Mad Men

‘Mad Men’ notes: New York becomes an LSD playground

A mind-twisting exhibit at the Riverside Museum, formerly at 310 Riverside Drive/103rd Street, makes it on the cover of a national magazine. But not everybody would enjoy the trip.

WARNING The article contains a couple spoilers about last night’s ‘Mad Men’ on AMC. If you’re a fan of the show, come back once you’re watched the episode. But these posts are about a specific element of New York history from the 1960s and can be read even by those who don’t watch the show at all. You can find other articles in this series here.

Sure, it’s 1966. I thought maybe Peggy Olsen might be the one to trip the light fantastic. (She was otherwise engaged this week.) But I never expected hallucinogenics to materialize as they did on last night’s ‘Mad Men’. After a staggeringly serious dinner party narrated with empty philosophical conversation, Roger Sterling and his wife are invited to take the drug LSD by their host. Far from the dorm rooms and basement clubs of Greenwich Village where one might expect such experimentation, this evening of psychedelia was presented as a drawing-room intellectual exercise, with serene music unspooling from a reel-to-reel and no object more trippy than a mantel mirror.

Lysergic acid diethylamide, which I doubt can actually be said while experiencing its effects, was considered a mind-opening tool for some early psychiatrists, laying bare subconscious feelings and forcing the user to confront difficult issues in a surreal environment. By the mid ’60s, its leading advocate was Timothy Leary (below), a psychologist who had studied the benefits of psychedelic drugs to explore the mental capacities. Today we might naturally lump him with the trappings of ’60s counter-culture, but in 1966, with the parameters of psychiatry still in flux, his experiments also appealed to intelligentsia.

The depiction of ‘Mad Men’s after-dinner drug soiree seem to follow Leary’s instruction quite explicitly. In 1966, he advised, “Don’t take LSD unless you are very well prepared, unless you are specifically prepared to go out of your mind. Don’t take it unless you have someone that’s very experienced with you to guide you through it. And don’t take it unless you are ready to have your perspective on yourself and your life radically changed, because you’re gonna be a different person, and you should be ready to face this possibility.”

An article in March 25, 1966, LIFE Magazine laid out the details of the drugs in almost an introductory fashion. “A black market dose costs only $3 to $5. But that’s enough to send a person on a 10-hour ‘trip’.”

The same article also underscored a growing fear: “A few pounds of it dumped into the water supply of a major city would be enough to disorient millions.”

The federal government had been concerned of this supposed conspiracy as early as the 1950s, fearful that Russians might pollute New York’s water and “turn drug-addled American citizens against their own government.” [source] Of course, the CIA itself experimented with LSD during this period with its covert Project MKULTRA, which conducted experiments in New York during the mid-50s, using prostitutes and junkies they found in local bars in Greenwich Village. An experiment performed on CIA operatives themselves led one agent in 1953 to leap from a window at the Statler Hilton, today’s Hotel Pennsylvania. (Or was it murder?)

By the 1960s, the drug had become a virtual entrance exam for New York’s blossoming counter-culture music scene, or so the more hysterical believed. “In New York, San Francisco and Los Angeles, a girl just off the bus from Boise can find it quicker than the YWCA merely by asking around for ‘a trip’,” warned Life Magazine.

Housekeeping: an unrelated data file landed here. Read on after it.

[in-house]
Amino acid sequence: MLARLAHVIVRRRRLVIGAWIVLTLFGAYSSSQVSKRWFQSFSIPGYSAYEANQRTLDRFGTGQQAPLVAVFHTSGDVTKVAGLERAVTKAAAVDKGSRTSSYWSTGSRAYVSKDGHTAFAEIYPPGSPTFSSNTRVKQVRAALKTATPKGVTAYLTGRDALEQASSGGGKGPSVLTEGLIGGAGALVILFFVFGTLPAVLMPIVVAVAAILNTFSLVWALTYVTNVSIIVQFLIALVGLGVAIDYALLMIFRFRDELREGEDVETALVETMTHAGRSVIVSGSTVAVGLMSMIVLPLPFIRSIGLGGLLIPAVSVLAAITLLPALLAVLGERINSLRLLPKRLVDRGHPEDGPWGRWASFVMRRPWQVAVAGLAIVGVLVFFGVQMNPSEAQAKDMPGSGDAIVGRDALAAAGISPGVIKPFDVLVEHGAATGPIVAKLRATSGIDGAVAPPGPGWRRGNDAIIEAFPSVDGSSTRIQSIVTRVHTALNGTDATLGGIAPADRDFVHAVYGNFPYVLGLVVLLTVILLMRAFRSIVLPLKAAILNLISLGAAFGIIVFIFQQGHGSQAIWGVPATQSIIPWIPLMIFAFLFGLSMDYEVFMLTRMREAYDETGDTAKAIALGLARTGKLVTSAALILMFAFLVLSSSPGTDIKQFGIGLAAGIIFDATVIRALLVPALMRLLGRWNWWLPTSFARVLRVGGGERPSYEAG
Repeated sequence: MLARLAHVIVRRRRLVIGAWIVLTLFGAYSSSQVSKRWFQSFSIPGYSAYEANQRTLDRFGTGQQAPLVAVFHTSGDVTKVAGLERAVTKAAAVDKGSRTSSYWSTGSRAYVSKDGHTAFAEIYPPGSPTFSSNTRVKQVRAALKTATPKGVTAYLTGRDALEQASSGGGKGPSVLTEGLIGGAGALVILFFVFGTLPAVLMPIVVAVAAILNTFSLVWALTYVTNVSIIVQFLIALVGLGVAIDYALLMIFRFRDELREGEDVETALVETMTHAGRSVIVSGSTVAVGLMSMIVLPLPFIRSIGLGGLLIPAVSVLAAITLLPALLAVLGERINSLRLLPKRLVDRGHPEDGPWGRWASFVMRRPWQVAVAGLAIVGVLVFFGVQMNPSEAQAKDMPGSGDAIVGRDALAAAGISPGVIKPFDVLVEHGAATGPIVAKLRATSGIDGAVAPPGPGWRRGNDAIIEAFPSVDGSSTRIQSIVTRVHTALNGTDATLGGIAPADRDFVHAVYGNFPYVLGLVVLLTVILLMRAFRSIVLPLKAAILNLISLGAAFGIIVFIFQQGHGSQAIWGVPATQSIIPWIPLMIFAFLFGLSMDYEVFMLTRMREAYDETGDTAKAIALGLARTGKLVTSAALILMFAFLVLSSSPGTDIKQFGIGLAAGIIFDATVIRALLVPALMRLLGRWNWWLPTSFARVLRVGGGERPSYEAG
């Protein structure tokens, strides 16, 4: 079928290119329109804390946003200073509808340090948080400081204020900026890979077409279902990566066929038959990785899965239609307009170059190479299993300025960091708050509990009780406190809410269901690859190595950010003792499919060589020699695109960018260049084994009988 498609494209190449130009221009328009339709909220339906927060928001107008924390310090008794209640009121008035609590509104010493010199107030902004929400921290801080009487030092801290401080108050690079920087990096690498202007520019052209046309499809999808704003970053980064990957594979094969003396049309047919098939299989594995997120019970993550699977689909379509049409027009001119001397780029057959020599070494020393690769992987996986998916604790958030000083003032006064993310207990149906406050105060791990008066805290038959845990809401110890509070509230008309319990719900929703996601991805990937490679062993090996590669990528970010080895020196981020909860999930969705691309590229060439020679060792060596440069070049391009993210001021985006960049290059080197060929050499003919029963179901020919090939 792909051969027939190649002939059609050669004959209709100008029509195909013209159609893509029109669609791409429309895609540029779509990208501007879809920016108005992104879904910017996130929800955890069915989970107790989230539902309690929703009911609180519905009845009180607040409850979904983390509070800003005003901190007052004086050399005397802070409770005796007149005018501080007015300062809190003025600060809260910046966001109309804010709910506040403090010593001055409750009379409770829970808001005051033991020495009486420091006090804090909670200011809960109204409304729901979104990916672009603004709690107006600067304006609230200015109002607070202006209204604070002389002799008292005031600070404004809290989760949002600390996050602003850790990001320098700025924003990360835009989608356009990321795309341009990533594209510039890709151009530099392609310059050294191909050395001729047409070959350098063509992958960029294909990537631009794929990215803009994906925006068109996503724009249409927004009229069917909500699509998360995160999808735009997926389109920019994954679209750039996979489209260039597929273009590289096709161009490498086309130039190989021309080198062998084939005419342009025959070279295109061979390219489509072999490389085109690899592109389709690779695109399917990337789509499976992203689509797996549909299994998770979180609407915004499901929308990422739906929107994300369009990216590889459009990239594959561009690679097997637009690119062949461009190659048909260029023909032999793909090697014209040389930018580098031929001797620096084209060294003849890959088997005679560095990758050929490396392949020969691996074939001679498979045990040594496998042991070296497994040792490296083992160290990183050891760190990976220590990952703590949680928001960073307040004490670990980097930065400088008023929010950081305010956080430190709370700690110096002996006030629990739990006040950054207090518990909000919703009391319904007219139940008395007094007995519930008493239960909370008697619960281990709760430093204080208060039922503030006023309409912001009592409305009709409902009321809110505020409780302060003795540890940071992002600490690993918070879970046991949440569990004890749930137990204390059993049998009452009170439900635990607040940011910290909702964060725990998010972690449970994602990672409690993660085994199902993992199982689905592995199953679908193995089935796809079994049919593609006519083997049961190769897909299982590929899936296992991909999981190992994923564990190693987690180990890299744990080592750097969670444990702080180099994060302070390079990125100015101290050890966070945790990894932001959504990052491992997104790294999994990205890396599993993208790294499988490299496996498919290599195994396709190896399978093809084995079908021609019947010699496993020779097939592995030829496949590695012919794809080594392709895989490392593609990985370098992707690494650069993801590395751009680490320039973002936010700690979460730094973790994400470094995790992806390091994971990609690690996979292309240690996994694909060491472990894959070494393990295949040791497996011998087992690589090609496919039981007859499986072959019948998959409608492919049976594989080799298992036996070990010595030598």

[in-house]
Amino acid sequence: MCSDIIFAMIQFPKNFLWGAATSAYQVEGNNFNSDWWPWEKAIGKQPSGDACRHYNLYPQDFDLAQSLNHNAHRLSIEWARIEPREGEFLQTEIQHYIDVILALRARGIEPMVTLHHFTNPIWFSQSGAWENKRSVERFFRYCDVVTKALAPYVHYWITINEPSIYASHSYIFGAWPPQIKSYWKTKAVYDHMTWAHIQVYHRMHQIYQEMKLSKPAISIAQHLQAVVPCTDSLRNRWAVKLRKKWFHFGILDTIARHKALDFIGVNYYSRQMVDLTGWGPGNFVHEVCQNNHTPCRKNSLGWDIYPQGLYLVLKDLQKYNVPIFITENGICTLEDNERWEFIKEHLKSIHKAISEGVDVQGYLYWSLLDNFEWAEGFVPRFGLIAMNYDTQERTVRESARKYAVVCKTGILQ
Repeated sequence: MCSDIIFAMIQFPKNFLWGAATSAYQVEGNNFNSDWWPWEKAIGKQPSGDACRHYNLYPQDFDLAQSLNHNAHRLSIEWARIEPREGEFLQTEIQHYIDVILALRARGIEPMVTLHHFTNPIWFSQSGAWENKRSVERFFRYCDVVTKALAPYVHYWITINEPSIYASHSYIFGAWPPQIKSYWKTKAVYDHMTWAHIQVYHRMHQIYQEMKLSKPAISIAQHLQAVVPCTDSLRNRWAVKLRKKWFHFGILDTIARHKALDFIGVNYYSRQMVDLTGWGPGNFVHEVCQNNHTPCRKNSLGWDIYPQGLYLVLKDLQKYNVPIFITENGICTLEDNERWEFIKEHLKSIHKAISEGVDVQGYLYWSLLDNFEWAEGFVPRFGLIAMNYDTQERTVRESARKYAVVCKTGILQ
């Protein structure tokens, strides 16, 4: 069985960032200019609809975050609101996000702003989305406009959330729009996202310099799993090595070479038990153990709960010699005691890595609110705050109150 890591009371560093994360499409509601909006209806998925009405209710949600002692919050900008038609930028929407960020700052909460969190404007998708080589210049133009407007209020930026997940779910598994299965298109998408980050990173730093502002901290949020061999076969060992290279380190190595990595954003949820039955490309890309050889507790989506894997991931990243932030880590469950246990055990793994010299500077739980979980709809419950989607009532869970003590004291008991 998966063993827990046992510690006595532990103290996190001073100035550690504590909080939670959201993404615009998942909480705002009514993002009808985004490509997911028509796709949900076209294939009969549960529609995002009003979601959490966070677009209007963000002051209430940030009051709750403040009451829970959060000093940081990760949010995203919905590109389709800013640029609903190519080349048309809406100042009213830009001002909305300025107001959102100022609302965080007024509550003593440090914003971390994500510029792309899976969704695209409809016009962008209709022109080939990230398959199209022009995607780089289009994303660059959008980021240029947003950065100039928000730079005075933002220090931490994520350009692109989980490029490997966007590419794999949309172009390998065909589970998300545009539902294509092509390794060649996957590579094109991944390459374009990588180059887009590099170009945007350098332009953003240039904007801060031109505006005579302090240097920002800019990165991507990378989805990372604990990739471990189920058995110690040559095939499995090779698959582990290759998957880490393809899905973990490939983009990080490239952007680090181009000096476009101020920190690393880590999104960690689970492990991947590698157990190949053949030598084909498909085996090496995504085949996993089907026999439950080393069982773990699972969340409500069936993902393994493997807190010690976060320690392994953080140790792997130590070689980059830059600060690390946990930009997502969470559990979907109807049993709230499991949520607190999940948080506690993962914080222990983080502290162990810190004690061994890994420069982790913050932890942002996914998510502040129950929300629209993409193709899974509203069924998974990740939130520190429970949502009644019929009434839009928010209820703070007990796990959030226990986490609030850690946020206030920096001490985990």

The fear of an unwitting populace overtaken with LSD only grew with the 1960s, and this time, some thought it was New York’s counter-culture rebels itself who may be wielding it.  A 1967 journal opined on the urban legend with all seriousness. “[A] single ounce will provide fuel for 300,000 trips, reported one periodical, and it is believed that a few pounds dumped into the water supply of New York City would disorient the nearly 8,000,000 residents.”

Perceptions of LSD were slowly divorced from its supposed therapeutic qualities, especially as the drug soon found itself as the subject of films like Roger Corman‘s The Trip and ‘Enormous Midnight‘, where town water supply is poisoned with LSD and turns its citizens into orgiastic zombies. In New York, LSD entered the club world; hallucinogenic mid-60s destinations like Cerebrum and the Electric Circus (which became Andy Warhol‘s preferred spot in 1966) seem almost conceivable without it.

New York legislators quickly vowed to outlaw the new drug. Bellevue Hospital reported over 200 new patients affected by the drug. In April 1966, two local crimes energized the press: a Brooklyn girl accidentally ingested a sugarcube coated with LSD, and a week later, a ex-mental patient killed his mother-in-law, allegedly under the influence of the drug. With the Stagger-Dodd bill in 1968, the possession of LSD became illegal in the United States.

While that effectively ended the living-room therapy sessions such as the one experienced by Roger Sterling, the drug, now underground, would increasingly influence all aspects of New York bohemian culture.

From the Cerebrum club mentioned above:

Pictures courtesy Newsweek and Life Google Images. For more information on the CIA’s LSD experiments, you might be interested in watching this video.

If you’re watching ‘Mad Men’ when it broadcasts at 10 PM EST, then follow along with me on Twitter at @boweryboys. I’ll be giving a live fact-Tweeting, dropping little factoids about the events being depicted on the show

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